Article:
Monday, November 12, 2007

SHORT STORY MONDAY: Two Tales For the Holidays

The Christmas Tree by David Adams Richards
Two Tales for the Holidays

I recently read Richards book Hockey Dreams and really enjoyed the writing of his reminiscence of life playing hockey on the Miramichi River. This slim little volume is more of the same, but fictional, thoughts of Christmases from ago.

Carmichael's Dog tells the story of two little boys, who find a dog on Christmas Eve, which is, of course, the perfect present for their widowed mother. But the story is more about what life used to be like, when kids ran the neighbourhood, outside all the time, with nothing more than a 'be home by dinner' as they live. It is also about the rules of the street, being confronted by another kid when you are doing something you aren't supposed to do. And Richards has a way of writing, that brings you right back there.

The Christmas Tree is the story with the miracle of sorts. Two brothers, again, in their twenties go looking to chop down a tree, because in those days, nobody buys a tree. My husband was like this when I met him - they always chopped down a tree from the woods, he could not understand buying a tree. So these boys, and a neighbourhood urchin whom they don't know, go to the woods looking for a tree. But like most university age kids, the trip was afoot before any real plan, like an axe, was thought of.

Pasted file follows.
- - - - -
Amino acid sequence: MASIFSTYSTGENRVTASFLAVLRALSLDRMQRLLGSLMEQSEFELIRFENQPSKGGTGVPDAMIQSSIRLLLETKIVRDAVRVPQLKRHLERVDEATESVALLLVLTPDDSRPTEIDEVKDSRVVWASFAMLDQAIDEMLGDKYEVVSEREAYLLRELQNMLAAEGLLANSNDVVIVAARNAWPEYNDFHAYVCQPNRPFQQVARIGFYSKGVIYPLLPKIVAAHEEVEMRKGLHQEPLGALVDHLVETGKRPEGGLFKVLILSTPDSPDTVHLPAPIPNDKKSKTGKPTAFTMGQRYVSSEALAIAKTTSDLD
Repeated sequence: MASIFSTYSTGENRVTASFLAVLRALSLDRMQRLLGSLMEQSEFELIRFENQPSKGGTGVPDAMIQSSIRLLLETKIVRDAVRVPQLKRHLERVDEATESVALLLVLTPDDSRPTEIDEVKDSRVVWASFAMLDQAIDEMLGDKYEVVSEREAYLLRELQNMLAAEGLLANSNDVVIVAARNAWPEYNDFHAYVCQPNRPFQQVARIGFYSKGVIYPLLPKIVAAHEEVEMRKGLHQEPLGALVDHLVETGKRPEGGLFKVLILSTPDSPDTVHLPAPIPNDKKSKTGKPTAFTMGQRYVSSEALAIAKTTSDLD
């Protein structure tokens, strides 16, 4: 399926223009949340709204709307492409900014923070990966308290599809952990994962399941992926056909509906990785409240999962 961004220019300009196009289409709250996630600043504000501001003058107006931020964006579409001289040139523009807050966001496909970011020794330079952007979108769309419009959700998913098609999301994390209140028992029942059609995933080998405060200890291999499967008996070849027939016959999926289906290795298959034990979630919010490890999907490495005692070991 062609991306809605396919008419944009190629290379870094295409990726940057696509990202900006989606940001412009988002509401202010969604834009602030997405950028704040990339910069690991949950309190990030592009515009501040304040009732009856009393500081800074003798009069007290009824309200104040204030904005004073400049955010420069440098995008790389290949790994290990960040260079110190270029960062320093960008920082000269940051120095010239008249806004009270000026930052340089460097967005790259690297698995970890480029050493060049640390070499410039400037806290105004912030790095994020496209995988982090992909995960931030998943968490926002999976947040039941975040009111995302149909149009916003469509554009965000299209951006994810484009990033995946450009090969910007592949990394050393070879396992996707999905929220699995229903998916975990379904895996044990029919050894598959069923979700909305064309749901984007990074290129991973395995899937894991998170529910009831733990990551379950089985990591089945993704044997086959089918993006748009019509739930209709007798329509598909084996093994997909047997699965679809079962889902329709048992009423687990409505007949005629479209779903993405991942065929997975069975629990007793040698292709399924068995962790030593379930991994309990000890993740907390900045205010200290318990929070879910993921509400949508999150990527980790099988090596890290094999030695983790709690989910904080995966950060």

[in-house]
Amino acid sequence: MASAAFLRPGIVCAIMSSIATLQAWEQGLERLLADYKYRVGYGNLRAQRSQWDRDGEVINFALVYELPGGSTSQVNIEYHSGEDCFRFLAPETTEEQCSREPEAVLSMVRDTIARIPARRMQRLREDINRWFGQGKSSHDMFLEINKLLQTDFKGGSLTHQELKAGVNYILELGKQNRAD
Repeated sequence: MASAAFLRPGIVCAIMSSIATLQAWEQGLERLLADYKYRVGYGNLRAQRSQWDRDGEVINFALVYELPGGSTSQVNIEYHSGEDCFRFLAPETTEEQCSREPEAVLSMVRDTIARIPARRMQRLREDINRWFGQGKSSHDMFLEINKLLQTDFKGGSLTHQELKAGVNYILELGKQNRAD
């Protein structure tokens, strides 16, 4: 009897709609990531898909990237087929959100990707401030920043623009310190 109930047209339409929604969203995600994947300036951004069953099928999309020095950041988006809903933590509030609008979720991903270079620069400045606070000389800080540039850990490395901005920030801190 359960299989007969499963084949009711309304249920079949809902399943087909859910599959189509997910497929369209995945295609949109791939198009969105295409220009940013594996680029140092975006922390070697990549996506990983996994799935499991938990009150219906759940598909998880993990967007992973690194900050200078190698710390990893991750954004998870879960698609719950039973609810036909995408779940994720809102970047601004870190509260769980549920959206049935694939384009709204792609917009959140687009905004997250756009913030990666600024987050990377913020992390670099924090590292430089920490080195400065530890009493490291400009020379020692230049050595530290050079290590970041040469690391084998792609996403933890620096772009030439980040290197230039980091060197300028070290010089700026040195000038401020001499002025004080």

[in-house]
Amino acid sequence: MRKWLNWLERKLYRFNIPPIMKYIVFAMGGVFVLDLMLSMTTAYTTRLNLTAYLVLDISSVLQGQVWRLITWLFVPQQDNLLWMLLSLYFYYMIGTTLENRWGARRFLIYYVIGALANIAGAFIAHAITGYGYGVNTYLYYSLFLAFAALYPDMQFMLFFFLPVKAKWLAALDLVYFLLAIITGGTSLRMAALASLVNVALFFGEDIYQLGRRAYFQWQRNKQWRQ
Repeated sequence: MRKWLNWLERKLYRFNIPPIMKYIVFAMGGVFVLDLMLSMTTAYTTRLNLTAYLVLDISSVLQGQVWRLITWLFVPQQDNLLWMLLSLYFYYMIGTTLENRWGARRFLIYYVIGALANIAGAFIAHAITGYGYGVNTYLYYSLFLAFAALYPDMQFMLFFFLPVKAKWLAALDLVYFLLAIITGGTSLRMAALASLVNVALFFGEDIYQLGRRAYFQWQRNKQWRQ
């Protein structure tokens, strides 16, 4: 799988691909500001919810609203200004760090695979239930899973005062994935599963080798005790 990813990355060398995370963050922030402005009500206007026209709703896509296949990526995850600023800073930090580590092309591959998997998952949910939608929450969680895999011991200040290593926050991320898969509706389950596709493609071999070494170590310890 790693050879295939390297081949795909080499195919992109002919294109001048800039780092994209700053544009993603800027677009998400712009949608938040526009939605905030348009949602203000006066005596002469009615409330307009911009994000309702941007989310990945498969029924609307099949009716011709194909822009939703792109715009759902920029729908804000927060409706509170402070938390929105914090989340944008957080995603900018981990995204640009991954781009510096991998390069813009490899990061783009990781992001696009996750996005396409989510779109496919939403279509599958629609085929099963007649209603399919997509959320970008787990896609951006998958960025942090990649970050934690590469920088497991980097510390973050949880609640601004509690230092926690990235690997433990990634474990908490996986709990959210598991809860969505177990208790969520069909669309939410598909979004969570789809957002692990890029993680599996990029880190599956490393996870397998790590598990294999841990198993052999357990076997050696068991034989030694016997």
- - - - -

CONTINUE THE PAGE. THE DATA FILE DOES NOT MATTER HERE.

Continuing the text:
Both stories had plenty of humor, and were perfectly touching for Christmas. And because they are memories, just like all Christmas memories can be, are looked at through the rose coloured glasses. But this is just the kind of story to read to get in the mood for Christmas. I am becoming quite a fan of Mr Richards' writing. My only problem here was that these were fiction, and the last book of his I read was nonfiction, and I felt like these was his real stories, so that distracted me a bit. Christmas stories are perfect for short stories, so I'll have to look for some more.

1 comment:

  1. Getting a jump start on the holidays?

    I know what you're saying about the rose-coloured glasses, and while normally I don't have time for such sentimentality, I totally forgive it at Christmas. Bring on the Norman Rockwell.


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